Vice president of engineering and product development, Kitchen and Bath Americas, Kohler Co.
BSEE ’83, UW-Madison
Each year, the College of Engineering recognizes outstanding alumni during Engineers’ Day—a celebration of engineers, held on Homecoming weekend. Cynthia Bachmann is among the engineers we will honor in 2019 at an Oct. 11 banquet.
After earning her bachelor’s degree, Cynthia took a position in the Pacific Northwest with Boeing. A serendipitous turn of events while waiting for security clearance netted her a chance to be part of a new company endeavor, an integrated product team. Made up of people at all levels, the team worked with aggressive constraints to conceive breakthrough avionics for an advanced tactical fighter known as the F-22 Raptor.
Her success on this interdisciplinary team subsequently opened the doors to ever-broadening leadership positions. After 12 years with Boeing, she moved back to Wisconsin to join Kohler Company toward the beginning of an aggressive growth period. Not long after, she was tapped to become director of engineering, and later, a vice president. As the company expanded, Cynthia drove rigor and created a culture focused on innovation that enabled Kohler to approach new product development more strategically and globally. Now, in more than 30 years of leadership, she has enabled countless teams to develop human-centric engineered solutions from concept to product.
We are honoring Cynthia as a respected industry leader whose optimism and positivity are infectious and inspiring.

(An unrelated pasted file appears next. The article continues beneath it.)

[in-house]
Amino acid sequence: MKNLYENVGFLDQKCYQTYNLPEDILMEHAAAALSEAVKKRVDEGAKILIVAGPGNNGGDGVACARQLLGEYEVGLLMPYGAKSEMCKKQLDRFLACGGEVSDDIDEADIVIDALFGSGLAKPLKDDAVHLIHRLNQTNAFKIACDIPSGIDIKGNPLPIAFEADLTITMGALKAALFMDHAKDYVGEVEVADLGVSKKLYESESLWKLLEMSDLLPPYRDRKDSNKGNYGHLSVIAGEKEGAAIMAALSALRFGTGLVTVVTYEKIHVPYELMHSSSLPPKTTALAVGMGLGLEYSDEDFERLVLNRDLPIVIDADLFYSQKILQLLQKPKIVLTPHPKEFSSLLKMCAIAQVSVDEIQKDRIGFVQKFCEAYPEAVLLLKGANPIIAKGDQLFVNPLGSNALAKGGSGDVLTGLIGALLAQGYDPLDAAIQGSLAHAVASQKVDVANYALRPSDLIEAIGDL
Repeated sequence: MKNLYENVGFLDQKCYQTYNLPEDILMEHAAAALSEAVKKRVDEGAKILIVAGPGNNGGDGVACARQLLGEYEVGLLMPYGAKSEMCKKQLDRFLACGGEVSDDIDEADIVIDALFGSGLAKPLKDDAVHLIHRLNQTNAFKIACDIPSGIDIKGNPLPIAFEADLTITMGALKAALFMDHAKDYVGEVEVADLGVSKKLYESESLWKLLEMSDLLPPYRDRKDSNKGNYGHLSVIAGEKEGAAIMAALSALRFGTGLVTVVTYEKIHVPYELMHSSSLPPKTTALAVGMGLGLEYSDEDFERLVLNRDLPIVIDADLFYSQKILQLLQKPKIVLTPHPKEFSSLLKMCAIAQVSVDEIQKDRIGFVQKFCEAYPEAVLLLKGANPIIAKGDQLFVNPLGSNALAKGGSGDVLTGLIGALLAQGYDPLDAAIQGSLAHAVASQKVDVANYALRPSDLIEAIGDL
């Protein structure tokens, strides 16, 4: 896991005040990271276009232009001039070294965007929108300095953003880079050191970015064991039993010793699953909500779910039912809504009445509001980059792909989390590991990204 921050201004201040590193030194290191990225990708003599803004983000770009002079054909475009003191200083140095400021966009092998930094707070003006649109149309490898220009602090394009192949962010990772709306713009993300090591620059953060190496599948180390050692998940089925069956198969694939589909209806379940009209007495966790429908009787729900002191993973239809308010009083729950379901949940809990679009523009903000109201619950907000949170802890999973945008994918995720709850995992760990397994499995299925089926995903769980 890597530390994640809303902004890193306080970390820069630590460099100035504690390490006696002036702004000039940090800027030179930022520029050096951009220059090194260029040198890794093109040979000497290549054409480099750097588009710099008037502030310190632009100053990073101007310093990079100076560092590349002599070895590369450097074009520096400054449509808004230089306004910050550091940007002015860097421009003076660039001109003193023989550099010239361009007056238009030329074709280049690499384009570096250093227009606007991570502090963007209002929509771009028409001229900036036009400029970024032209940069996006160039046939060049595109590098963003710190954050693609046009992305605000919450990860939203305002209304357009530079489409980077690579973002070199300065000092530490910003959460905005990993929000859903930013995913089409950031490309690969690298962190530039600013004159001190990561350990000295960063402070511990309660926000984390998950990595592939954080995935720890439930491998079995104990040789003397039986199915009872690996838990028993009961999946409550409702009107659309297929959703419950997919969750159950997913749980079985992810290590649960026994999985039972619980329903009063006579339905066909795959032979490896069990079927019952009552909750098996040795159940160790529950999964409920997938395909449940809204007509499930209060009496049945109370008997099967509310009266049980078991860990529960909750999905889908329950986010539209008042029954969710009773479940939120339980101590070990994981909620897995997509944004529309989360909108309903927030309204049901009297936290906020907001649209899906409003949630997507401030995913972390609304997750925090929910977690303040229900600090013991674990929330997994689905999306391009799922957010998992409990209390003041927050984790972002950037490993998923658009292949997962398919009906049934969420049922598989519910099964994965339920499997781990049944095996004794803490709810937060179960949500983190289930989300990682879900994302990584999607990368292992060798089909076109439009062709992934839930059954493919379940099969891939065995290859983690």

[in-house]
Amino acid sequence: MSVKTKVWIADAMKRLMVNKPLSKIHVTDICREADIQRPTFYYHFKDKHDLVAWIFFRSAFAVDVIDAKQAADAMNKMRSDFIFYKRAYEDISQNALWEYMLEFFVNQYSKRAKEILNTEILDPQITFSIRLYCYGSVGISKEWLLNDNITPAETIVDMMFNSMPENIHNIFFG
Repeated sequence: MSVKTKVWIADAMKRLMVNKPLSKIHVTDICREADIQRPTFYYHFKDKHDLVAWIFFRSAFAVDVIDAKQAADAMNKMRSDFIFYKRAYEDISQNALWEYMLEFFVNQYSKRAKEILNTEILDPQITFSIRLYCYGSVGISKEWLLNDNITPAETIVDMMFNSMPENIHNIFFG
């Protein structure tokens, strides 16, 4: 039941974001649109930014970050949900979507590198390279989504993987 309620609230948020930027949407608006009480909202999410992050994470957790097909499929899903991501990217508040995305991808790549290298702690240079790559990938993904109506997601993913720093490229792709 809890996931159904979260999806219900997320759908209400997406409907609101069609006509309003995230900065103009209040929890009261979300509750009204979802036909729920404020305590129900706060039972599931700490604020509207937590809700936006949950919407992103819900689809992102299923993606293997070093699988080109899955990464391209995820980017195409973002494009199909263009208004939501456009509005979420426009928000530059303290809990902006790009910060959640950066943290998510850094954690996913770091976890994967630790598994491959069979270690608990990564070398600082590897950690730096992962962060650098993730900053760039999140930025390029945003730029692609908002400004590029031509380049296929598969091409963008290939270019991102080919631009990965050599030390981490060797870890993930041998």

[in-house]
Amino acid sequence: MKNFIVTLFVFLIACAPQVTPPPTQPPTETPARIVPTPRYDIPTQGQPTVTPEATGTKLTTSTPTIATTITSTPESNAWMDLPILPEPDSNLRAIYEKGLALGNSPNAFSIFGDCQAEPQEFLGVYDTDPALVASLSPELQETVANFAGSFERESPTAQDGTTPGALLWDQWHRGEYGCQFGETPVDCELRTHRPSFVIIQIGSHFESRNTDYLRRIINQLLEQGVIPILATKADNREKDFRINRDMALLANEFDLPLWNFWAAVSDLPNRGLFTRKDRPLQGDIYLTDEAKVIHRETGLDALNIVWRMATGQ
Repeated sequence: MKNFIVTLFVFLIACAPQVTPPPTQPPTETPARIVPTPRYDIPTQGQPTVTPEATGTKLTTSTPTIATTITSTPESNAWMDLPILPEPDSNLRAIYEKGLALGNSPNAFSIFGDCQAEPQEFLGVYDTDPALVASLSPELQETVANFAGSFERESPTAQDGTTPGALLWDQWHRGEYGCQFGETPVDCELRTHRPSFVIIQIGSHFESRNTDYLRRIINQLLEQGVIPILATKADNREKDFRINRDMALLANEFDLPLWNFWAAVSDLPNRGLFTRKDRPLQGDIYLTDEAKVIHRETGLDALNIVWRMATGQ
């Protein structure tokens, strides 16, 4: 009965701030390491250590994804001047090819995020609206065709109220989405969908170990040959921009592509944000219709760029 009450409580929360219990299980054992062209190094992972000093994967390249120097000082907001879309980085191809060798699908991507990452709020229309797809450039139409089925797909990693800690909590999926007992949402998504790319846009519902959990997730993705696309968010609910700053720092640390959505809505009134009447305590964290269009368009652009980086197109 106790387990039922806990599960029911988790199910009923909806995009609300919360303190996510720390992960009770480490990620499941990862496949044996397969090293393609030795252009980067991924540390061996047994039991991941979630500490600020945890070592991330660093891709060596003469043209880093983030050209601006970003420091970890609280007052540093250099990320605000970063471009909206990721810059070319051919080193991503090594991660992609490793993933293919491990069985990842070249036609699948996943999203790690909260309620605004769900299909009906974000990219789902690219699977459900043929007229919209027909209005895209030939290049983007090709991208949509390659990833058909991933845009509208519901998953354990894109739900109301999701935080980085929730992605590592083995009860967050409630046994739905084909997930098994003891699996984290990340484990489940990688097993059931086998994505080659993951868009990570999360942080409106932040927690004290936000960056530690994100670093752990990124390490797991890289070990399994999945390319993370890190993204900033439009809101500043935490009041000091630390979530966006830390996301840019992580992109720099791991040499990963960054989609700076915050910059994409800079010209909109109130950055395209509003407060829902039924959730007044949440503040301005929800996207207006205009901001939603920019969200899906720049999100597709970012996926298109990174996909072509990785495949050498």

Recently, we chatted with her about everything from her memories as a student at UW-Madison to her career and hobbies. Here are her responses to some of our questions.
How did you choose engineering?
I really owe it to a high school teacher who saw something in me that I wouldn’t otherwise have considered. I started as a chemical engineering major, made it through my first semester of organic chemistry, and realized chemical engineering wasn’t for me. My advisor pointed me toward electrical engineering. There were even fewer women in electrical engineering than there were in chemical engineering. Had I done some more investigation, I may have changed my mind, but I’m glad I stayed with it.
Which classes made the greatest impact on you?
The classes I enjoyed most were taught by Professor Willis Tompkins. I was really engaged by application of all the theory we were learning to biomedical topics; at the time, biomedical was not an undergrad major on our campus. I remember that as a time when I really got why engineering can be impactful.
As a student, how did you spend your free time?
I worked at the engineering library in Wisconsin TechSearch, which gave me a view into how the world of business was using technical information. I did some writing for Wisconsin Engineer. In my last year and a half, I became an officer in the Society of Women Engineers and was chairman of the regional conference. Through that experience, I learned that my problem-solving skills were transferable to a lot of different things, and that my passion was organizing and leading. I stepped off campus with a lot more confidence!
What advice would you give engineering students today?
People want to help you, and not everybody learns in the same way. Ask more questions, be curious, and get involved.
What are your hobbies?
We are renovating a cabin up north, which provides fun and work all at the same time and exercises our creative problem-solving skills. Also, improving my tennis game and challenging the university to be better.
I share my life with my husband, Jeffrey, and my kids, Kai, Nathan and Ben. None of this would have the same meaning without them.